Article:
You also are going to need at least three letters of recommendation, preferably at least two from professors in your field, so get started on that early. I waited a bit too long on this and cut it close with getting my letters from my professors, which is not a predicament that you want to be in. If you already know which professors you want to ask, shoot them an email or ask them in person if they’d be comfortable writing you one. If you haven’t gotten close to professors, now’s the time to do so. Go to office hours, go to events, ask questions, and build a relationship so you can ask them to write you a letter.

To make the application process as smooth as possible, write down all the application due dates and don’t procrastinate on filling them out. There is a lot to fill in and the essays are a key factor in the decision process. Make sure to proof read and have someone else look at your application to make sure everything is okay.

Waiting a year:

If you aren’t quite sure which grad school you want to attend, need a mental break from school, want more experience to make yourself stand out, or don’t want to stress during your senior year, then waiting a year is probably the right decision for you. If you know that you’ll be self-motivated enough to go back to school after time off, then it could be very beneficial. A lot of my professors advised me to take a year off so that I could build up my CV and have more to write about.

In hindsight, I definitely see the value of this more, as half of the people in my program have more experience and it is a bit daunting, so if you have a great opportunity to get some more experience, this would be the perfect opportunity. Make sure that it’s in your field and will contribute to your grad school app and your experience as a person.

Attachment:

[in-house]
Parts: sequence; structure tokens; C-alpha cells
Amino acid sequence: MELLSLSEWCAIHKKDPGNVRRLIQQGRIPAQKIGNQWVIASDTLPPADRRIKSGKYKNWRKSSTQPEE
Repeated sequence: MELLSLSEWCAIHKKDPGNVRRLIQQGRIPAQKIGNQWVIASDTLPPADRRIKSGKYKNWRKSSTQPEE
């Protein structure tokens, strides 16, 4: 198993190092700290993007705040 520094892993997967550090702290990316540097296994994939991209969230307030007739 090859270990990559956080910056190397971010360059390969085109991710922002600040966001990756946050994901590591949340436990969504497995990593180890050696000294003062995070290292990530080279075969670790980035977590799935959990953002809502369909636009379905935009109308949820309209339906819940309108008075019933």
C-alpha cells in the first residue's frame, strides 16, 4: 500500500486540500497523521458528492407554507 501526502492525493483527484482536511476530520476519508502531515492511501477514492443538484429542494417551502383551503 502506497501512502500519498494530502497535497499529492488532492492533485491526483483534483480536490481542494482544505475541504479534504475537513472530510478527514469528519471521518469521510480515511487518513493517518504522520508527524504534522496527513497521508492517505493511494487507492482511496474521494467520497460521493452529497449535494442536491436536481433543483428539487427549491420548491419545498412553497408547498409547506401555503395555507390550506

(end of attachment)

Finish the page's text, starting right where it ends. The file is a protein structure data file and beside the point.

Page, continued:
Waiting a year also means that you have more time to study for your GRE and can have more chances to get the score that you need, and you have more time to get letters from your professors. Just make sure that you ask some professors for your letters BEFORE you graduate, or they won’t remember you enough to write something good. I mean, some might, but the majority would prefer writing the letter while they still have you in a class or at least have you close by.

Waiting a year also gives you time to go visit the grad schools and start connections with (potential) future professors. This can really help you on your applications since some grad schools ask you to list which professor you want to work under and who you have already reached out to. These connections are key for getting in and getting scholarships! Might as well go for free, right?

The problem with waiting is that sometimes life happens and you might not go back for a couple of years, which can turn into 10 years, which can turn into not getting your Master’s at all. It can also lead to you getting some temp job and then never leaving, so if you plan on taking a year off, you need a game plan as to how you will spend that year prepping for grad school, not just wasting it and doing everything last minute. The whole point of the extra year is so you won’t have to stress about your apps, but if you become lazy and procrastinate it won’t help you much. If you are self-motivated and know what you want, you won’t fall into this, but it is important to keep your goals in mind so you don’t lose sight of them.

While I find value in both of these paths, I can say that I am loving grad school thus far and don’t regret my decision to push through and make it in right out of undergrad. I feel accomplished and am excited to continue on my educational journey, but I know this isn’t the path for everyone. I have some friends who really needed the time off and are glad they did that as well. In the end, you need to choose what’s best. Hopefully this helps you see all that you need to plan for either choice and will help influence your decision. Good luck!

Learn more about Kaplan’s test prep options and start building the confidence you need for Test Day.

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Hi! I'm Francine and I'm a fourth year Creative Writing major at UC Santa Cruz. I am one of the Campus life columnists on Uloop's National Team and also the campus editor for UCSC. I enjoy reading, writing, and taking selfies with my cat.